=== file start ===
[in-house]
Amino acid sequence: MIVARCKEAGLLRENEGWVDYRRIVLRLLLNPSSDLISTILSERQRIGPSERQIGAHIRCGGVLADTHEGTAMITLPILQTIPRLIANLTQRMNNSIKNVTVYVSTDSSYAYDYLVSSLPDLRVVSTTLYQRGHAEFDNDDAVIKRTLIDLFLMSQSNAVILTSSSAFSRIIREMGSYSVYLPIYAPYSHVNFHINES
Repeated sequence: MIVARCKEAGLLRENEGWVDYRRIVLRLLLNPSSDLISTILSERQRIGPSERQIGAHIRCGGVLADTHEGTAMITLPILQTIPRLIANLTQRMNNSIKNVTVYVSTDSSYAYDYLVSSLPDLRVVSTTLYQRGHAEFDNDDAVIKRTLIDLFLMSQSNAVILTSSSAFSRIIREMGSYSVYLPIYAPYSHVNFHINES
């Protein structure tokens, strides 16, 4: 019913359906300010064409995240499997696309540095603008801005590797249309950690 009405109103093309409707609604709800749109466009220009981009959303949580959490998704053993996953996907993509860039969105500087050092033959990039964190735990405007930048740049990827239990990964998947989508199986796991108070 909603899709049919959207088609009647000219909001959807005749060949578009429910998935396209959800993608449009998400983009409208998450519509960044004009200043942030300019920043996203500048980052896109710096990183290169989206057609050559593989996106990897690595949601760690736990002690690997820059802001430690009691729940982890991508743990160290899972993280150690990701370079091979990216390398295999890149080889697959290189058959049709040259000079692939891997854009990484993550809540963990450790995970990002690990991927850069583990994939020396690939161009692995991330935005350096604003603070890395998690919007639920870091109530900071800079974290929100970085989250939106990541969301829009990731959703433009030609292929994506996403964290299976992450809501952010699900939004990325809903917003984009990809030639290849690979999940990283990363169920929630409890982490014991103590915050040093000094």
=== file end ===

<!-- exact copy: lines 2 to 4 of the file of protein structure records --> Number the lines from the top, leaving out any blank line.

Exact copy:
Amino acid sequence: MIVARCKEAGLLRENEGWVDYRRIVLRLLLNPSSDLISTILSERQRIGPSERQIGAHIRCGGVLADTHEGTAMITLPILQTIPRLIANLTQRMNNSIKNVTVYVSTDSSYAYDYLVSSLPDLRVVSTTLYQRGHAEFDNDDAVIKRTLIDLFLMSQSNAVILTSSSAFSRIIREMGSYSVYLPIYAPYSHVNFHINES
Repeated sequence: MIVARCKEAGLLRENEGWVDYRRIVLRLLLNPSSDLISTILSERQRIGPSERQIGAHIRCGGVLADTHEGTAMITLPILQTIPRLIANLTQRMNNSIKNVTVYVSTDSSYAYDYLVSSLPDLRVVSTTLYQRGHAEFDNDDAVIKRTLIDLFLMSQSNAVILTSSSAFSRIIREMGSYSVYLPIYAPYSHVNFHINES
């Protein structure tokens, strides 16, 4: 019913359906300010064409995240499997696309540095603008801005590797249309950690 009405109103093309409707609604709800749109466009220009981009959303949580959490998704053993996953996907993509860039969105500087050092033959990039964190735990405007930048740049990827239990990964998947989508199986796991108070 909603899709049919959207088609009647000219909001959807005749060949578009429910998935396209959800993608449009998400983009409208998450519509960044004009200043942030300019920043996203500048980052896109710096990183290169989206057609050559593989996106990897690595949601760690736990002690690997820059802001430690009691729940982890991508743990160290899972993280150690990701370079091979990216390398295999890149080889697959290189058959049709040259000079692939891997854009990484993550809540963990450790995970990002690990991927850069583990994939020396690939161009692995991330935005350096604003603070890395998690919007639920870091109530900071800079974290929100970085989250939106990541969301829009990731959703433009030609292929994506996403964290299976992450809501952010699900939004990325809903917003984009990809030639290849690979999940990283990363169920929630409890982490014991103590915050040093000094």